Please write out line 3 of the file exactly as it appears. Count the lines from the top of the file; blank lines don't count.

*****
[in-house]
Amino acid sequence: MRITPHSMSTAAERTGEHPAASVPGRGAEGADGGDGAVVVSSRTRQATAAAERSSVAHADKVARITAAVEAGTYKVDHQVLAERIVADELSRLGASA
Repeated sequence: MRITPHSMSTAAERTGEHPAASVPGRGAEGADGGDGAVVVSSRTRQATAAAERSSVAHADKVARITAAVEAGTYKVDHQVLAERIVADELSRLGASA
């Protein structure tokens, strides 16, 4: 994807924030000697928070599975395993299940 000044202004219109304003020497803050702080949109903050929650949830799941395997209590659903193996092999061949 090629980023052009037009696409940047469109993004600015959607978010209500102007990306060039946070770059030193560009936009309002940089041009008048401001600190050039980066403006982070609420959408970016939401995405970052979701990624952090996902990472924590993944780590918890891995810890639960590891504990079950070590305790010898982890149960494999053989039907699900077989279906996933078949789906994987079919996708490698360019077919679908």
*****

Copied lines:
Repeated sequence: MRITPHSMSTAAERTGEHPAASVPGRGAEGADGGDGAVVVSSRTRQATAAAERSSVAHADKVARITAAVEAGTYKVDHQVLAERIVADELSRLGASA